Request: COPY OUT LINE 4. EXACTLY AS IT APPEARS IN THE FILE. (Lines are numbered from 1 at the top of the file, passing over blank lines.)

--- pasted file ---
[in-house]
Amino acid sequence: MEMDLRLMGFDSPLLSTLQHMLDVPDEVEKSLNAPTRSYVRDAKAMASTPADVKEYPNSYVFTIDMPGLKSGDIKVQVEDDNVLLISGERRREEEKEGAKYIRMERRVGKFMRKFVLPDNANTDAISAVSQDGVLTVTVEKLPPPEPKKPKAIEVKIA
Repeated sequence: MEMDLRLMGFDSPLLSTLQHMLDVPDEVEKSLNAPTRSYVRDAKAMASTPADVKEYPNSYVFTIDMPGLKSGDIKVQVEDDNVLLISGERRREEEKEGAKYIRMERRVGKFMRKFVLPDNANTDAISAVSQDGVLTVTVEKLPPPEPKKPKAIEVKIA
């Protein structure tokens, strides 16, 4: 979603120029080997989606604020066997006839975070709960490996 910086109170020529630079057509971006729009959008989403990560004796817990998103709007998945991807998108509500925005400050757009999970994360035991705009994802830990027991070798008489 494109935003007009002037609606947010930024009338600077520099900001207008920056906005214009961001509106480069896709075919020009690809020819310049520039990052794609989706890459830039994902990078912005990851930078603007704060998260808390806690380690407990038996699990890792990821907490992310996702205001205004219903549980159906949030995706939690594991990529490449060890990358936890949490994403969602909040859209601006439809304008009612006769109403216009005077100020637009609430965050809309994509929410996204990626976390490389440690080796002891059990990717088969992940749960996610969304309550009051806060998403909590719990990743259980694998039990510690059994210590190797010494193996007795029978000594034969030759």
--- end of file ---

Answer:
């Protein structure tokens, strides 16, 4: 979603120029080997989606604020066997006839975070709960490996 910086109170020529630079057509971006729009959008989403990560004796817990998103709007998945991807998108509500925005400050757009999970994360035991705009994802830990027991070798008489 494109935003007009002037609606947010930024009338600077520099900001207008920056906005214009961001509106480069896709075919020009690809020819310049520039990052794609989706890459830039994902990078912005990851930078603007704060998260808390806690380690407990038996699990890792990821907490992310996702205001205004219903549980159906949030995706939690594991990529490449060890990358936890949490994403969602909040859209601006439809304008009612006769109403216009005077100020637009609430965050809309994509929410996204990626976390490389440690080796002891059990990717088969992940749960996610969304309550009051806060998403909590719990990743259980694998039990510690059994210590190797010494193996007795029978000594034969030759």